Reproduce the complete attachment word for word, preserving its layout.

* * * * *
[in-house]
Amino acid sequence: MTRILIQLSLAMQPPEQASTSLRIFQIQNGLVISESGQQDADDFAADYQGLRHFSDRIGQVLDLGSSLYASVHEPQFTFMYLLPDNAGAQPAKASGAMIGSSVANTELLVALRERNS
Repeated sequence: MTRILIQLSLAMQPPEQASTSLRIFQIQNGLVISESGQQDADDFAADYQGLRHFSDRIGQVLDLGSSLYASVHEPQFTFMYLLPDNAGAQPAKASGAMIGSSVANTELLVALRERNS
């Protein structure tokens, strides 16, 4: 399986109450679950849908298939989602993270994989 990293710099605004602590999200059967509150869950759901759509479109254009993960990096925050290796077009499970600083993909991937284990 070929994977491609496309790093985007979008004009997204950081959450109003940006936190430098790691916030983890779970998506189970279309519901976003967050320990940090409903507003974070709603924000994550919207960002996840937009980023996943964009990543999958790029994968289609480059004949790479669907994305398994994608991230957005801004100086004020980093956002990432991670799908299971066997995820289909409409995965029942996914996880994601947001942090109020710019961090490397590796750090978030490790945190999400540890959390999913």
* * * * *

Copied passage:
[in-house]
Amino acid sequence: MTRILIQLSLAMQPPEQASTSLRIFQIQNGLVISESGQQDADDFAADYQGLRHFSDRIGQVLDLGSSLYASVHEPQFTFMYLLPDNAGAQPAKASGAMIGSSVANTELLVALRERNS
Repeated sequence: MTRILIQLSLAMQPPEQASTSLRIFQIQNGLVISESGQQDADDFAADYQGLRHFSDRIGQVLDLGSSLYASVHEPQFTFMYLLPDNAGAQPAKASGAMIGSSVANTELLVALRERNS
């Protein structure tokens, strides 16, 4: 399986109450679950849908298939989602993270994989 990293710099605004602590999200059967509150869950759901759509479109254009993960990096925050290796077009499970600083993909991937284990 070929994977491609496309790093985007979008004009997204950081959450109003940006936190430098790691916030983890779970998506189970279309519901976003967050320990940090409903507003974070709603924000994550919207960002996840937009980023996943964009990543999958790029994968289609480059004949790479669907994305398994994608991230957005801004100086004020980093956002990432991670799908299971066997995820289909409409995965029942996914996880994601947001942090109020710019961090490397590796750090978030490790945190999400540890959390999913």